Every week, I scan hundreds of headlines, read dozens of posts, and bring you the best of the best to save you time and mental energy.
Financial Independence (FI) is a primary focus, but it’s an awfully broad topic. I tend to approach FI and early retirement from a fatFIRE perspective and through the lens of a physician, so expect to see those biases in the selected articles.
Related topics that have become recurrent themes include early retirement, selective frugality, tax issues, travel, physician issues, and of course, investing.
For more great articles, take a peek at The Sunday Best Archives. Now let’s get to the best… The Sunday Best!
The Sunday Best
My wife makes her podcast debut at the request of our friend “Doc G” from DiverseFI and the What’s Up Next podcast. She’s got no interest in listening, but I thought she did great, as did Lara McElderry & the Chief Dad Officer. Married to Money?
Note that’s married to money, not married for money. Big difference. Money doesn’t solve your problems, anyway. Mr. Tako Escapes asks a semi-rhetorical question. Worth Millions and Don’t Feel Wealthy?
Not worth millions and don’t feel wealthy? We can help you with the first part. Joe from The Federal FIRE teamed up with Steve from Think Save Retire with the following guest post. Escaping the Death Spiral: A High Income Path to Financial Independence.
Don’t have a high income either? If you’re a primary care doctor, the White Coat Investor can help you. How to Double Your Income as a Primary Care Physician.
Not a doctor? You don’t have to be a doctor to make money in real estate. Passive Income MD shows us Different Ways to Make Five Million Dollars in Real Estate.
Not sure how to get started with Real Estate investing? Why not register for a free email course from a real estate investor who reached financial independence in his mid-thirties and wrote the book on Retiring Early with Real Estate?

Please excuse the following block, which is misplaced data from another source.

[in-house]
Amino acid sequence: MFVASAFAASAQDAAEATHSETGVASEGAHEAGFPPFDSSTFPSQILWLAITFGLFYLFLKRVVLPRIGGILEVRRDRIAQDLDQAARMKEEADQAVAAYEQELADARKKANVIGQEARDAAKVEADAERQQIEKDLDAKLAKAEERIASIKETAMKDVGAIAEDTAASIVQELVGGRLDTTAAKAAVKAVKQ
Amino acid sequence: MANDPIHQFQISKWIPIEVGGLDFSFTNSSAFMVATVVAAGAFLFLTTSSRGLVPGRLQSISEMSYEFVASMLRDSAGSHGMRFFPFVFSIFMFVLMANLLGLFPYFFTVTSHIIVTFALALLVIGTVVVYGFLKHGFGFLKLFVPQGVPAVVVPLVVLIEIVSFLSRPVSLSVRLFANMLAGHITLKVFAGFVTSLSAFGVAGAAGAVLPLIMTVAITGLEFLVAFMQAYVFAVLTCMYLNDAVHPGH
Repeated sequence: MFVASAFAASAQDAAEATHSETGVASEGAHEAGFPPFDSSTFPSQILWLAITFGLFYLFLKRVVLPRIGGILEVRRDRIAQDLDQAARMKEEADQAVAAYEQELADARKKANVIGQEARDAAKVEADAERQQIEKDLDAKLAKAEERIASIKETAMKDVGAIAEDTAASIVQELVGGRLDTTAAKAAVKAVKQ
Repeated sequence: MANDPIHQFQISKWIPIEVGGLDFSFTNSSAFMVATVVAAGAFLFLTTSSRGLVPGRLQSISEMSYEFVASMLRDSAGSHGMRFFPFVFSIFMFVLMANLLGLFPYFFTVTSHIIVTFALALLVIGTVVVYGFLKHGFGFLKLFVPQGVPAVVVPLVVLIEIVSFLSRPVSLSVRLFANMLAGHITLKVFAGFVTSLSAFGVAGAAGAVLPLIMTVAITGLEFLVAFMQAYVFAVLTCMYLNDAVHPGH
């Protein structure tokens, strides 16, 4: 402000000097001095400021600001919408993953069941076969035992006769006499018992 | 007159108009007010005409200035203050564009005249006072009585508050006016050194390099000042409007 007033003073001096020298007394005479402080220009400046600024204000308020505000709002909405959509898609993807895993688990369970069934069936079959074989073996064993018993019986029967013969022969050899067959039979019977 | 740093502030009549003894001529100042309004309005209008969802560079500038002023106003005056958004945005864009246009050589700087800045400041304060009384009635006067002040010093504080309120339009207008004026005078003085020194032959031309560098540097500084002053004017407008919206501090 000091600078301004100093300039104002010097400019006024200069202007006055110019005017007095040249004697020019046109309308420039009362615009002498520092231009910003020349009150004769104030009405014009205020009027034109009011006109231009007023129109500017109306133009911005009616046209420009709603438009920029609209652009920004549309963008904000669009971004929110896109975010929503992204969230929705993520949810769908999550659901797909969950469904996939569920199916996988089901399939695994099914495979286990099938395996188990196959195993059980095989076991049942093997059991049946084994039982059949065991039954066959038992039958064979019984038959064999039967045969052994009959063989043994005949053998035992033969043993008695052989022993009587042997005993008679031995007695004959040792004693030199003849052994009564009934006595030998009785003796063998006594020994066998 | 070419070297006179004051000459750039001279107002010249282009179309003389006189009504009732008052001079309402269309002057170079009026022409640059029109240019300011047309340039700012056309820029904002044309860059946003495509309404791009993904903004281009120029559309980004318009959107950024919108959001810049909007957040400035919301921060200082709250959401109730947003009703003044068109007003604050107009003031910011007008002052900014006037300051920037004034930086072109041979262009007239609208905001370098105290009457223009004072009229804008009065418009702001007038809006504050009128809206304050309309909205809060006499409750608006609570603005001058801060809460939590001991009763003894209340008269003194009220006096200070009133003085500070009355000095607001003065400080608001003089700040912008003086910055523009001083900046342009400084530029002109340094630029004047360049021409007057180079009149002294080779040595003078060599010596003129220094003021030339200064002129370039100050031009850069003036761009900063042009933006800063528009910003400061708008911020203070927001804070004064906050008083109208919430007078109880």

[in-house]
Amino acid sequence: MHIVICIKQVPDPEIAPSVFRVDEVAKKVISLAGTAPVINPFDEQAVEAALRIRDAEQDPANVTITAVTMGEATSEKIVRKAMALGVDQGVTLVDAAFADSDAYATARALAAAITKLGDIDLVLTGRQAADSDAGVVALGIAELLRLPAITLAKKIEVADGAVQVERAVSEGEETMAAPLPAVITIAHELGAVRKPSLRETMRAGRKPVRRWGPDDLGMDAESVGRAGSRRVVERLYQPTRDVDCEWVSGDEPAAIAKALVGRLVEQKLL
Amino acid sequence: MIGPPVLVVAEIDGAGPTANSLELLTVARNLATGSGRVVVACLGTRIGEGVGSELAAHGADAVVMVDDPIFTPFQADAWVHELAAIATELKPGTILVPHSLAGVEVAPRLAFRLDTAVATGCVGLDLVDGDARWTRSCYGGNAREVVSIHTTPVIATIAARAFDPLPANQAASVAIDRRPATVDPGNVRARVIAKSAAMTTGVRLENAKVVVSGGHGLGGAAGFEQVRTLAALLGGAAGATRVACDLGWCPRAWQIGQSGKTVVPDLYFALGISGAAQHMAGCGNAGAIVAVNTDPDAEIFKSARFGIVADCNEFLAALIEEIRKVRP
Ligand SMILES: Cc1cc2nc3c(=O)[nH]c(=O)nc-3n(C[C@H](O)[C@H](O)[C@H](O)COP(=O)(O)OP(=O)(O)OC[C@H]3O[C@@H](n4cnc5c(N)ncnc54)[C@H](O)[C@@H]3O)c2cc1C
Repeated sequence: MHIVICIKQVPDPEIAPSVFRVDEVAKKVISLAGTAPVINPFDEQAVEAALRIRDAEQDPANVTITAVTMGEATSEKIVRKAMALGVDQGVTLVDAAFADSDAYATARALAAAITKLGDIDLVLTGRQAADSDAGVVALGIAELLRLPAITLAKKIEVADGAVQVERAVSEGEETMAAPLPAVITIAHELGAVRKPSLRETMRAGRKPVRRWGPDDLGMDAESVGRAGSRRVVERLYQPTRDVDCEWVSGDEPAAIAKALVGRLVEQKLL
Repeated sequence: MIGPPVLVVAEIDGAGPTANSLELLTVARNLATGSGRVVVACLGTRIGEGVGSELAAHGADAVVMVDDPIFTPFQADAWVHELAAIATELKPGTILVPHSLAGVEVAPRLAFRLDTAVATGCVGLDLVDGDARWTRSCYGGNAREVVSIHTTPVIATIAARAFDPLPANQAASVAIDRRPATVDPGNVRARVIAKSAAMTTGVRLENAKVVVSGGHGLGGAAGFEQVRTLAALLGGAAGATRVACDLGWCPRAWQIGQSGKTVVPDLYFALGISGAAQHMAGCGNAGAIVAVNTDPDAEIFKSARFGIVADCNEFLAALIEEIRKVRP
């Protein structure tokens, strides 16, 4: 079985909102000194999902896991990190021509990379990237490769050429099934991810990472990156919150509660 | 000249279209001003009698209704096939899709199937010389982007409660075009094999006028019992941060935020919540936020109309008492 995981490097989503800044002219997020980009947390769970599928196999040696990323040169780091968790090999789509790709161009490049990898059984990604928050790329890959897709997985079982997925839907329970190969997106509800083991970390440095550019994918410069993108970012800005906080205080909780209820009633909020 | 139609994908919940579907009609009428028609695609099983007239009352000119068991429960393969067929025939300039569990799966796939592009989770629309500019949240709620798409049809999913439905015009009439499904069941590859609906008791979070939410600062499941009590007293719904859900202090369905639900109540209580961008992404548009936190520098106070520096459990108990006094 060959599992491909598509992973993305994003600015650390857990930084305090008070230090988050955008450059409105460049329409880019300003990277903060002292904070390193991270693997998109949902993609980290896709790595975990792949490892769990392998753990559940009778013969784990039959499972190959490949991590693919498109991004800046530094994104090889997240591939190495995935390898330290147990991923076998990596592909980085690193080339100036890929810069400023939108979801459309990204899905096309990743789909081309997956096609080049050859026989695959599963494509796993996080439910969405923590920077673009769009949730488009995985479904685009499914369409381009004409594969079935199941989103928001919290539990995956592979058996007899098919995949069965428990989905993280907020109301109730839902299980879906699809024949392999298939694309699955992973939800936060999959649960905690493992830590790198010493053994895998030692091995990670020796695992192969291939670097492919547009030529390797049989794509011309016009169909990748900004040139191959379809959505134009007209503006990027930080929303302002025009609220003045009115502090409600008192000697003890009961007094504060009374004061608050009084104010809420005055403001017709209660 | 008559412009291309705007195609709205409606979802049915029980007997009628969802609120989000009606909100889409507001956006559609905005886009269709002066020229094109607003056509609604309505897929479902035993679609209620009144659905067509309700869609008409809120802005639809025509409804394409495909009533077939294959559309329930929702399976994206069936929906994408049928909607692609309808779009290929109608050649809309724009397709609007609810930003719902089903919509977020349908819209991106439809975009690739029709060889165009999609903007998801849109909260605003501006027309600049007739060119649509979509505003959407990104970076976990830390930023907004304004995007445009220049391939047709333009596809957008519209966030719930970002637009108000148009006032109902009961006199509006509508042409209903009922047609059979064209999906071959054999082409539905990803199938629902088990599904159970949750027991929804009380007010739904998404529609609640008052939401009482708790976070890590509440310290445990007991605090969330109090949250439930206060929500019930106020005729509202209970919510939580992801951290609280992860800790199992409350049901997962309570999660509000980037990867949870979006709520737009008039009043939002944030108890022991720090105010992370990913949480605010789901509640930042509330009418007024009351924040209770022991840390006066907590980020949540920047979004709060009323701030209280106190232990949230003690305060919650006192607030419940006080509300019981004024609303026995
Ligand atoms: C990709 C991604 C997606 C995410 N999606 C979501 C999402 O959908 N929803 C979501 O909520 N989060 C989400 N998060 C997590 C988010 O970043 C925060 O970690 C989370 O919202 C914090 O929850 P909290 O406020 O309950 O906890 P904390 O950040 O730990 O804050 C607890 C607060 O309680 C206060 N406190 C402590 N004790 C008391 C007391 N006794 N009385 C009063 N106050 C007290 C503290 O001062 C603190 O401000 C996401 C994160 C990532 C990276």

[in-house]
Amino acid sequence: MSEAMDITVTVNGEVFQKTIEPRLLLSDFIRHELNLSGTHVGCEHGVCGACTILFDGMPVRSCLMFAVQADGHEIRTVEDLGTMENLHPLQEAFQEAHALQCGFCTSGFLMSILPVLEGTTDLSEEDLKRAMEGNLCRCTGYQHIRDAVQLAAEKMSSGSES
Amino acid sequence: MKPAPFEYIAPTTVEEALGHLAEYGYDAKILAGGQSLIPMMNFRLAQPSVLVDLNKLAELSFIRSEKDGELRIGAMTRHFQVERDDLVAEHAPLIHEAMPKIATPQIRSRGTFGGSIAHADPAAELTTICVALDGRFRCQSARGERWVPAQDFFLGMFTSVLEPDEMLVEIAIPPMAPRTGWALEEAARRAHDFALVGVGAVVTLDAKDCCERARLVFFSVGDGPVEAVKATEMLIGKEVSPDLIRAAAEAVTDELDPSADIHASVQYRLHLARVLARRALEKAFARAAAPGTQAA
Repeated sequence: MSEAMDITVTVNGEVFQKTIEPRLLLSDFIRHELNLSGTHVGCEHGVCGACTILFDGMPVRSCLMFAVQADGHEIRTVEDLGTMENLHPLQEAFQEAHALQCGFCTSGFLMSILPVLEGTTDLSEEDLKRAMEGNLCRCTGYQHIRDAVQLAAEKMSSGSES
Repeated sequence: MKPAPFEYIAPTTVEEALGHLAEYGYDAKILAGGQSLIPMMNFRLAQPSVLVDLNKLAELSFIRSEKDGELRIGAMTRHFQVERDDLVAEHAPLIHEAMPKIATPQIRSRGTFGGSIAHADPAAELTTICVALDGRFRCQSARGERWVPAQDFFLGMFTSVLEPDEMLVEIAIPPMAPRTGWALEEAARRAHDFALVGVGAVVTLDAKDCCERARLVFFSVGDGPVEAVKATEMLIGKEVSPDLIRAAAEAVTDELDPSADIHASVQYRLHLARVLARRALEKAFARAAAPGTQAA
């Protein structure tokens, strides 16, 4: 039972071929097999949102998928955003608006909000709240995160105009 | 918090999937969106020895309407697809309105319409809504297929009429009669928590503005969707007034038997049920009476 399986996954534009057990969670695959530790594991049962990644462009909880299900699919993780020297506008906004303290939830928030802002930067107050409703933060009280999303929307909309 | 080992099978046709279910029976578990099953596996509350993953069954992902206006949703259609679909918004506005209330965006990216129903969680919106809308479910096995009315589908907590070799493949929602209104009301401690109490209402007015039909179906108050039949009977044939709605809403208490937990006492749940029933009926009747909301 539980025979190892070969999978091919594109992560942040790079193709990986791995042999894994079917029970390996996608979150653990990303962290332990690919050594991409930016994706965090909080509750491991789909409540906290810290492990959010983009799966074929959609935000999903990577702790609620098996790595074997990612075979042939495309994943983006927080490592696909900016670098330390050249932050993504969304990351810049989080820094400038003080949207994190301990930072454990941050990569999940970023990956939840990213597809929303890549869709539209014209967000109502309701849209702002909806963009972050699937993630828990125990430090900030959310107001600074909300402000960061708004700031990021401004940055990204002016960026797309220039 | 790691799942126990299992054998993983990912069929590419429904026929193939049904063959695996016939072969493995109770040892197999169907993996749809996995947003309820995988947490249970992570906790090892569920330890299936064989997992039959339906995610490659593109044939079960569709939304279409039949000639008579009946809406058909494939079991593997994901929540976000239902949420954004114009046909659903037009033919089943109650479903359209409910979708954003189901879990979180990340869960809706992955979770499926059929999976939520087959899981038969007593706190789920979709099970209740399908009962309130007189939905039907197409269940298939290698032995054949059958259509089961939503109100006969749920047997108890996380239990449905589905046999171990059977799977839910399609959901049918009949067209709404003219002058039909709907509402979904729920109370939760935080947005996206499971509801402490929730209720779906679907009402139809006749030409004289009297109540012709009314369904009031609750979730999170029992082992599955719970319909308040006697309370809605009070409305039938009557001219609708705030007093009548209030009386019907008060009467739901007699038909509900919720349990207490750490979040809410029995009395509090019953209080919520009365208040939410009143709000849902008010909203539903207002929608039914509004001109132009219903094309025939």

Don’t want to retire early? ESI Money offers an alternative, based on Bob Clyatt’s Work Less, Live More. Early Semi-Retirement: An Alternative to Full Retirement.
If you love your work, you may never want to retire. But can you make that romance last? The Military Dollar explores The Problem With “Choose A Job You Love And You Will Never Work A Day In Your Life.”
It’s amazing how the days fill up when you start working less or not at all. Fire the 9 to 5 knows this all too well. Things I Haven’t Done Since I Retired Early (and a few I have).
He’s got no one to blame but himself for any inaction. Do you play the blame game? Trent Hamm of The Simple Dollar doesn’t play that game. Them: The Failure of the Blame Mindset in Financial Improvement.
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If you’re going to dream, dream big. If you’re going to lose, lose big! I share my counterintuitive Life Goal: To Lose a Million Dollars.
As I continue to explore crowdfunded real estate investment opportunities, I’ve invested in each of the funds discussed in this recent syndicated guest post. If I’m going to share these offerings with my readers, the least I can do is put some of my money at stake. What You Need to Know about Fundrise and DiversyFund.
Do physicians have free will? Or do we owe it to the world to work ’til we drop? The Physician Philosopher checks out the arguments and whether or not they hold water. Is it Wrong for Doctors to Retire Early?
Tour de Rates
As Egan Bernal chases victory in the final stage of the Tour de France, I’m chasing down the best interest rate for my parked cash.
Earlier this year, I shared how I had moved my cash from Ally Bank (now paying 2.10% APY) to Vanguard’s Treasury Money Market (VUSXX), which now has a yield of 2.18% after accounting for the expense ratio, and the interest is state-income-tax free for most.